It is monstrously wrong that patients cannot ask for euthanasia

Soran Reader, a moral philosopher facing the prospect of losing her life, memory or thought, is outraged that the law bars living wills

January 8, 2009

Last month I was told I had a brain tumour - a low-grade glioma in my median temporal lobe, to be precise. It is in what the neurosurgeon called "a very eloquent" part of my brain - the part responsible for speech, sensation, thought, memory. It is very mixed up with the surrounding tissue, so surgical removal is not an option.

As this edition of Times Higher Education went to press, I was on my way to have a biopsy, due on 7 January. It carries a real risk of serious complications. I might die. I might suffer brain damage. I might lose large parts of my capacities to think, express myself and remember.

I am a philosopher. I specialise in ethics, particularly "at the receiving end" - issues for the done-to rather than the doer, the patient rather than the agent. So it is interesting, in a macabre way, that I of all people have been given this experience.

I believe with Hannah Arendt that our first duty is to think. To face this surgery, I have to think the real but unbelievable possibility that when I come round, I may be unable to think, remember or speak.

In all that mind-blowing horror, though, the possibility that really threatens to break me is that I may be unable to remember my children. I have already had a glimpse of life without those memories. During recent seizures, I lost my memories of when my daughters were born. The loss of mere dates may seem trivial, but the abyss it has opened to thought is terrifying, a glimpse of my life without my connections and my history.

I am certain that I do not want to live on if that happens. I am terrified by the spectre of loss of self. But I am out of my mind with anger that my own country does not allow me to protect myself and my family from this horror safely. I am anguished at the thought that my children, on top of their grief at the loss of their mother, may have to cope with me as someone else, someone lost in the world or in a vegetative state.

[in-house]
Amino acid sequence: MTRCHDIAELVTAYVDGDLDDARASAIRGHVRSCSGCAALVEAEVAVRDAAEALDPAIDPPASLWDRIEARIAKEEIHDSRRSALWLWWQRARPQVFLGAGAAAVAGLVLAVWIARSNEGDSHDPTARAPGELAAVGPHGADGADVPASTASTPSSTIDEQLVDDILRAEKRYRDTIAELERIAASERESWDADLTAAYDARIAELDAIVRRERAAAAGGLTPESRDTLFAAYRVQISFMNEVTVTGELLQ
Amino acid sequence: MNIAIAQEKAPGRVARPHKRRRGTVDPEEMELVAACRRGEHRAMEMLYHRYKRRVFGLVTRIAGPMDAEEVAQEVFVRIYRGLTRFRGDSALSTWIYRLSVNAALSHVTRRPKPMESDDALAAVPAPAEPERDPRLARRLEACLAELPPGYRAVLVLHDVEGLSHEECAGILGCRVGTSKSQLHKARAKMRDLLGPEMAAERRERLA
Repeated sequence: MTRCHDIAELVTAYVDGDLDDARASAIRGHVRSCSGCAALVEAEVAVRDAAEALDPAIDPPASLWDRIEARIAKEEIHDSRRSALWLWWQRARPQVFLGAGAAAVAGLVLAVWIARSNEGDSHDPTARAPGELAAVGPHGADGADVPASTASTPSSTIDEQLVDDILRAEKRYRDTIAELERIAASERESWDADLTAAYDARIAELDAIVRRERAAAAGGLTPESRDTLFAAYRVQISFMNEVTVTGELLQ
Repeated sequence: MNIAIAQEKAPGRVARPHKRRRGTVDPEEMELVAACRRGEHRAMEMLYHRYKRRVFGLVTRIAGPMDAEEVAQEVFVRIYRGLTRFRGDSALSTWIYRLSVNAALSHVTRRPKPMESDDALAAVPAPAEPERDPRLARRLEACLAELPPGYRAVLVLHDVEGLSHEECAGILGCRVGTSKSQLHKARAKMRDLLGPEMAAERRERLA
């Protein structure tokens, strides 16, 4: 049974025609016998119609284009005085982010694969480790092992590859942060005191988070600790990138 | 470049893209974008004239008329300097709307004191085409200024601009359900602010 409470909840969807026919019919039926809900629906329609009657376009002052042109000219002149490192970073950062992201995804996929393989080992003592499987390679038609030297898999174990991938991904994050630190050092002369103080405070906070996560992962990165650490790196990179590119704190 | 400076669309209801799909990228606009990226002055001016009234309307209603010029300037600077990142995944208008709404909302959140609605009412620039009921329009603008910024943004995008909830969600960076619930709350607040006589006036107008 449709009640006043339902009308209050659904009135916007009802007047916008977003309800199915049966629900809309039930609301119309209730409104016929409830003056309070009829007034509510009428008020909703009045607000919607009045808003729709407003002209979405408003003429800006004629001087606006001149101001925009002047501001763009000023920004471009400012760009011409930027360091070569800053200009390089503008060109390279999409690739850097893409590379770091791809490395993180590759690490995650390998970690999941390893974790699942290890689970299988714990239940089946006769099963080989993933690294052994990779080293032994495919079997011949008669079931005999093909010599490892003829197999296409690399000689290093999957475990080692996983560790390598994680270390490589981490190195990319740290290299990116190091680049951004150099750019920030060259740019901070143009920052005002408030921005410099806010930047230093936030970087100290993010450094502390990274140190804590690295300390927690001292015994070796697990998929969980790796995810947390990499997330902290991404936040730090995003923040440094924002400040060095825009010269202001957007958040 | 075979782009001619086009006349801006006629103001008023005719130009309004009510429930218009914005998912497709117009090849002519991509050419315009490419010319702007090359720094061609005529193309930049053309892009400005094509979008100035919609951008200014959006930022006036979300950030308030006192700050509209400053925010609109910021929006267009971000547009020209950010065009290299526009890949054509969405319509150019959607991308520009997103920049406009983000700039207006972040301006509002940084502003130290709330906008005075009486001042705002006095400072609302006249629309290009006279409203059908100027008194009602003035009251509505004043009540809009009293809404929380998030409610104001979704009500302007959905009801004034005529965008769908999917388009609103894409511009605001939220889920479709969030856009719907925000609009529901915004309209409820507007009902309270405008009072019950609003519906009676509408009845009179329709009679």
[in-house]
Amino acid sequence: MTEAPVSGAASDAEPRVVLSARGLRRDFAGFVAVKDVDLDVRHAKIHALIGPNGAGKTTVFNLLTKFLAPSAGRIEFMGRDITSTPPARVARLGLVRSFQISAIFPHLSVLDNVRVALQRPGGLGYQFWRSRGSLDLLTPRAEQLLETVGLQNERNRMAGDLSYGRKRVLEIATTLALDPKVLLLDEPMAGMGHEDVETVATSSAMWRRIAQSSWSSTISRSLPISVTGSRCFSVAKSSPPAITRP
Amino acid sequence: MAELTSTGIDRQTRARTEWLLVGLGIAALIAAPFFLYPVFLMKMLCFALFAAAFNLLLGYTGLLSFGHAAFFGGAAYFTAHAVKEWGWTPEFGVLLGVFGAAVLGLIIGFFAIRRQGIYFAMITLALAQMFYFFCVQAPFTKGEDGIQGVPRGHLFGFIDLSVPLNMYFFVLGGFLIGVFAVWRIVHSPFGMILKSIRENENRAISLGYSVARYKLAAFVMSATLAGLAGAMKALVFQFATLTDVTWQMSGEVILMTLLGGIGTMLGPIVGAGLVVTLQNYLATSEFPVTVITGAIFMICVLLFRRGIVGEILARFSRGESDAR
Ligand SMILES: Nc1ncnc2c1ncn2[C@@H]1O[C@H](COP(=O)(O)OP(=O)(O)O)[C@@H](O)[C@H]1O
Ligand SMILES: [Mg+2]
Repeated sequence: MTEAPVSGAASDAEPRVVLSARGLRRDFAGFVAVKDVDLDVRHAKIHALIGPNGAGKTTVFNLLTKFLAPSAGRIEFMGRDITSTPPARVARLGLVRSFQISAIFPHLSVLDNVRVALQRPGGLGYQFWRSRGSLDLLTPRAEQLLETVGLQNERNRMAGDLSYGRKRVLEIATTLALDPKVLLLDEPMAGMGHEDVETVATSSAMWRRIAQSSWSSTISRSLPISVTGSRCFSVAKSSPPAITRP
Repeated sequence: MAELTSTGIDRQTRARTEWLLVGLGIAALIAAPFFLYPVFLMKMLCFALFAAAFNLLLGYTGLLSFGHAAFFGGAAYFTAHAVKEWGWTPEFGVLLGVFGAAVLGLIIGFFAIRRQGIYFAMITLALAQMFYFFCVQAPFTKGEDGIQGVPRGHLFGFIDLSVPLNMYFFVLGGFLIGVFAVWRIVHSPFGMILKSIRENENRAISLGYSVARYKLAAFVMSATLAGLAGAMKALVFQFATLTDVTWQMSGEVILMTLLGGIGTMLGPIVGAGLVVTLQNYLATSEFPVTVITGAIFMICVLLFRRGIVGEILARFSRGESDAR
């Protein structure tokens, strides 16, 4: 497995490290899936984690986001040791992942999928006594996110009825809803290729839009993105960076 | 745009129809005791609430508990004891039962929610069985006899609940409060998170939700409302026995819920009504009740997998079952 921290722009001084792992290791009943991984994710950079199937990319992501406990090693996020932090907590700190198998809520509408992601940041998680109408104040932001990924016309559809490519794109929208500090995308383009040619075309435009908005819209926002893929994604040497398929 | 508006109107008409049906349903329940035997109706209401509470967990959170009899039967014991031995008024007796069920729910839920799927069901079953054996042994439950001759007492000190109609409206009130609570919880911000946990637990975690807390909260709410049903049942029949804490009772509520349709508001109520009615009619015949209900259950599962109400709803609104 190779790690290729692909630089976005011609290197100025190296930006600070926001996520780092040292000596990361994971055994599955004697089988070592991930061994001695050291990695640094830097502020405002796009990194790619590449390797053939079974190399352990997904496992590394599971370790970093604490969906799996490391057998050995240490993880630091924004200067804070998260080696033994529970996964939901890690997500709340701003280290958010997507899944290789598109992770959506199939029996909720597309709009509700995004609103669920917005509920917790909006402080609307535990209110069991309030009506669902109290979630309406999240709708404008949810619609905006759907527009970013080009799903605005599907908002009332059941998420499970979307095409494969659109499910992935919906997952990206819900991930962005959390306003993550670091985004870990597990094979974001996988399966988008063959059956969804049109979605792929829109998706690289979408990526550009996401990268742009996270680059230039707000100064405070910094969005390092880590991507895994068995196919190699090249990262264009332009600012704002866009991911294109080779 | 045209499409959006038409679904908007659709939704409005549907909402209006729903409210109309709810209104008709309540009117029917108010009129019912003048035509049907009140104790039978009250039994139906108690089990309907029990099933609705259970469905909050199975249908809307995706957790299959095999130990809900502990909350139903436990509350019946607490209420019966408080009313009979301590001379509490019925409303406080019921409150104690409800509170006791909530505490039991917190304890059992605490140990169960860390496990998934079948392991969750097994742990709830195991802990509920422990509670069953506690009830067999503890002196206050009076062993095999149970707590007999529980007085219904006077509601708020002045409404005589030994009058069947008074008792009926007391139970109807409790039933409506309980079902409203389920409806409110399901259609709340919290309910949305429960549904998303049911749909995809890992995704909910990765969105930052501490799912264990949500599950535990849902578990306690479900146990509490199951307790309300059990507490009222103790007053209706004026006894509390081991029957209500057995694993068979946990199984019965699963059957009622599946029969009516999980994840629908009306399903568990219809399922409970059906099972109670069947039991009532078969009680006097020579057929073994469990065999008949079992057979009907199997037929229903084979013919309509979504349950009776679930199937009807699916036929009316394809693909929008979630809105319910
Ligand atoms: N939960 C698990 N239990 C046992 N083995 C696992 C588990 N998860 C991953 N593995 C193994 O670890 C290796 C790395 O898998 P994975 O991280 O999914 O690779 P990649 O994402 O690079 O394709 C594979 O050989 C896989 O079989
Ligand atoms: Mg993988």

Personal experiences sometimes make ethical issues vivid in ways exercises of imagination cannot match. As a moral philosopher, I am learning a humbling lesson. Until the issue was spelt out for me in the terrifying light of this diagnosis, I had no idea how monstrous our country's euthanasia policies were. I had seen the stories on TV of people being prosecuted for helping family members die, of terminally ill people travelling abroad to be put down, but I had never put two and two together.

My diagnosis has woken me from my mindless moral slumber on this topic, allowed me to feel the absolute outrage and moved me to start making the arguments.

It is completely wrong that UK law does not enable me to protect myself or my children from the loss of my self by arranging to be killed if the surgery goes wrong. It is completely wrong that no one on my excellent five-person neurosurgery team can agree a living will with me. My compassionate and trustworthy neurosurgeon John Crossman and oncologist Joanna Lewis can say only that they will "make sure I am kept comfortable" if massive complications ensue, and hint that they will not strive officiously to keep me alive. They cannot assure me that they will put me out of my misery if that happens. They cannot soothe my terror in ways that the law of any civilised country must allow them to do.

The law must be changed so that people facing fatal or self-destroying conditions do not also have to endure this agony of not being able to protect their selves and their loved ones. The necessary changes are not dramatic, obscure or complex. Best methods for euthanasia need to be identified. Patients need to be enabled to state their preferences, the circumstances under which they want to be killed. There need to be witnesses to make sure statements are authentic and considered, not coerced or motivated by psychological distress, fear or ignorance. Medical teams need to be enabled to give effect to the preferences the patients state. Friends and family members who help at any stage in the process need to be assured that they will not have to face criminal accusations at the same time as they are suffering grief and loss.

It is not rocket science. It is obscenely overdue. I may not be in a position to press further for changes in the law after 7 January, but I hope this article will persuade others to get this tiny little cornerstone of civilisation set right before too many others have had to bear this.

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